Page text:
Professional to a fault

Violinist-conductor Maggie Faultless performs with the Jerusalem Baroque Orchestra in the capital and Tel Aviv.

By
January 31, 2011 01:21
4 minute read.
Maggie Faultless

JBO 311. (photo credit: Courtesy)

Music, as Maggie Faultless sees it, is far more than just nailing down the notes, tempo, colors, textures and all the other technical elements that comprise a quality performance of a work from the Baroque period.

“The music, the performer and the audience – that triangle is what I am interested in,” says the British violinist-composer who will be on the dais for a couple of performances of the Harmony of Tastes program by the Jerusalem Baroque Orchestra (JBO) this week.

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“Any aspect of the operation, whether it is the building, the size of the auditorium, anything that gets in the way of that triangular relationship is not good.”

Faultless comes here for a second visit, following her debut with JBO in 2008, with impressive credentials. She is an internationally renowned specialist in historical performance practice as a violinist and director, performing music from Monteverdi to the present day, specializing in 18-century repertoire.

She maintains a busy schedule, alternating between her co-leader position with top British period music ensemble The Orchestra of the Age of Enlightenment, which counts Sir Simon Rattle as one of its principal guest conductors, acting as artistic director of the Devon Baroque chamber orchestra, and is director of studies of the European Union Baroque Orchestra (EUBO). Faultless also led the Amsterdam Baroque Orchestra under Ton Koopman, notably participating in a 10-year project which saw the performance and recording of all of J.S Bach’s cantatas, as well as many other professional endeavors.

The forthcoming JBO concerts cover an intriguing spread of demographics and styles from the Baroque world. The program opens with Concerto Grosso No.

1 by Italian violinist-composer Arcangelo Corelli, followed by French composer Francois Couperin’s Huitieme Concert dans le Gout Theatral. Elsewhere in the program there is Italian-born French composer Jean-Baptiste de Lully’s Suite from Atys and the Sonata from Armonico Tributo by Georg Muffat. who was born in Savoy, which was then in Italy, and whose family hailed from Scotland.

The concerts will end in grand style, with Faultless joining forces with Israeli Bach Soloists violinist Noam Schuss in Bach’s Double Violin Concerto. “I wanted to do something with Noam, and I thought, why not go all the way and go straight to the guy who brings the whole of Europe together in its more elaborate flourish and let’s do the Bach Double Violin Concerto,” says Faultless.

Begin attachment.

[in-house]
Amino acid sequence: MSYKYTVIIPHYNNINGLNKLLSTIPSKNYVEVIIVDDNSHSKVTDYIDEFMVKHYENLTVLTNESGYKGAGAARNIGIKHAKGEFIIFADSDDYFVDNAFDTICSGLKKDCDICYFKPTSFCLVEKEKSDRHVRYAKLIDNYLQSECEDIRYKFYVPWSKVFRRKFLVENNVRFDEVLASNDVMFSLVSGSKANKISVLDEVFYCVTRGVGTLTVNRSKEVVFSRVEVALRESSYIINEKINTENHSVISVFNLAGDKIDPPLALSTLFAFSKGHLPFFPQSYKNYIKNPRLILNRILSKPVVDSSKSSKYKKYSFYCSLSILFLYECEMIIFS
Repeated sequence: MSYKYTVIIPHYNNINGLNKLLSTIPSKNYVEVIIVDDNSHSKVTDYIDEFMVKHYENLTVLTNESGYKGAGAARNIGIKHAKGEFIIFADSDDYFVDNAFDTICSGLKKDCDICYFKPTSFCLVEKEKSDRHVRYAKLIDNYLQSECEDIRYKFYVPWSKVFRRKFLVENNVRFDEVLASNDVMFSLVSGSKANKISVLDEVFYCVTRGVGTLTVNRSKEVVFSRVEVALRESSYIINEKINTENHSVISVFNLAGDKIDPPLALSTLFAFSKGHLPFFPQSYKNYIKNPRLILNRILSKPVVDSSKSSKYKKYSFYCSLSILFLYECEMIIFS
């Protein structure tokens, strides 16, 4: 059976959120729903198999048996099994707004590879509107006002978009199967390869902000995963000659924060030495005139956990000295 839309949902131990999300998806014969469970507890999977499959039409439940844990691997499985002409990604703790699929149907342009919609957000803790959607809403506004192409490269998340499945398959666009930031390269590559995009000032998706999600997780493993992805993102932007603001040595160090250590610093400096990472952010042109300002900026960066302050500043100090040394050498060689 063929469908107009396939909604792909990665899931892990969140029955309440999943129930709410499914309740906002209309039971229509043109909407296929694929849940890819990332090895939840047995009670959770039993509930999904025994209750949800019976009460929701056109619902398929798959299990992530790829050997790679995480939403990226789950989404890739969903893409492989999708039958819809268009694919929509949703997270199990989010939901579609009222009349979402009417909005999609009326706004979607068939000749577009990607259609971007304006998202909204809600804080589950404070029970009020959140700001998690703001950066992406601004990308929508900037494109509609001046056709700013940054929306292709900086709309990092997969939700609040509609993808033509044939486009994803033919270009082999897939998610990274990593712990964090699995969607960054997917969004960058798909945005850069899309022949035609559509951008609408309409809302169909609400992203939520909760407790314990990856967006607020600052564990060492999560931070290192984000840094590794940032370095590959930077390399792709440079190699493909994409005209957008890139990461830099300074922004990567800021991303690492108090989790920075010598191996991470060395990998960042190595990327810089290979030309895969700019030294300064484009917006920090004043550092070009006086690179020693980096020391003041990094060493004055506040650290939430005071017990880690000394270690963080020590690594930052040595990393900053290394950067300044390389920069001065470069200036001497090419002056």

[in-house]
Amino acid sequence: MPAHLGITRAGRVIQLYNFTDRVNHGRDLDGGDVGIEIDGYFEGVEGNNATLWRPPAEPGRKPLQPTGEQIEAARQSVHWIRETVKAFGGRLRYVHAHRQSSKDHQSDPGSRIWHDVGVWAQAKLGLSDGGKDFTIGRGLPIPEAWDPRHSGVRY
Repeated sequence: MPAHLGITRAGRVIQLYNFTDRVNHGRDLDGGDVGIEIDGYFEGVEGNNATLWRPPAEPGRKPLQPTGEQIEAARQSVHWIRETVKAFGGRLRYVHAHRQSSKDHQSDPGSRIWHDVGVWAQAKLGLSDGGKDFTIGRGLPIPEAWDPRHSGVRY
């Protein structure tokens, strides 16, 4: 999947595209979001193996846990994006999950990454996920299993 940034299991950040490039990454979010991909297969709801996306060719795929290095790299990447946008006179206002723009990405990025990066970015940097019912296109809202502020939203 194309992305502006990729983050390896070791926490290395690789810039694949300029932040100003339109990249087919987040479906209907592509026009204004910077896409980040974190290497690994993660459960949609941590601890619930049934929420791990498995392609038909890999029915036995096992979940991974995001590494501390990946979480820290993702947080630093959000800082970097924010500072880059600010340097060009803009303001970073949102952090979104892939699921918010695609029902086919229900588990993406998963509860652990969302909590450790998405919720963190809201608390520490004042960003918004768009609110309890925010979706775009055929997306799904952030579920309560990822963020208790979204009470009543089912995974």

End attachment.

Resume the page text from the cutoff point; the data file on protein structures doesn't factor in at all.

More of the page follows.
It is indeed a rich and expansive program. “Lully was so central to everything that happened in France, and beyond, from the mid-17th century,” explains Faultless, “and I defy anyone with a heart and a soul not to melt when they hear of lot of Couperin’s works. Muffat’s music is incredibly clever, not in an intellectual way, although it is intellectually very sophisticated music, but it is fascinating stuff. In fact, Muffat was one of the people to reconcile some of the differences between the French and the Italians, who were slightly in combat during the 17th century.”

Then again, we’re not exactly talking about a pretext for a declaration of actual hostilities. “They observed their differences, and other people seemed to create the conflict. I don’t think people really kill each other over an Italian ornament or French bowing.”

Harmony of Tastes, which was chosen by JBO musical director David Shemer, appears to be an apt title.

“The idea of having good taste as a musician, in your playing and in your composing, is absolutely key. It was all about refinement, and they knew what refinement was, and what vulgar was, when they heard it.”

And it wasn’t sufficient for musicians to just come to grips with a score. “They had to study the music and read all the books but, in the end, not to play like a trained bird but to bring all their own magical, personal and musical sensibilities to their performance.

That, I think, defines a great performer as opposed to a mediocre one.”

Faultless says she tries to allow the players she conducts to express themselves and their opinions during the rehearsal too. “I believe in an egalitarian approach. It is very important to me to look for variety, which makes both the rehearsal process and the performance more interesting. In the Baroque period, too, it was a matter of learning the rules and then learning how to bend them. I prefer to call them tools rather than rules.”

Then again, we are talking about the Baroque era and not the generational quantum leap energies of the 1950s and 1960s. “The end of the 17th century was a fascinating time when the pooling of resources to create the new and fantastic was what was going on. It was not a time when things were being broken apart.

That was a time when people were looking to produce something shocking.”

With Faultless at the helm this week, the JBO will not be aiming to knock the members of the audience out of their seats but will happily keep them riveted there.

Maggie Faultless and the Jerusalem Baroque Orchestra will perform at the YMCA in Jerusalem on February 1 at 8:30 p.m. and at the Enav Center in Tel Aviv on February 2 at 8:30 p.m. For tickets and more information: www.bimot.co.il (02) 623-7000 and (03) 546-6228 and www.jbo.co.il.


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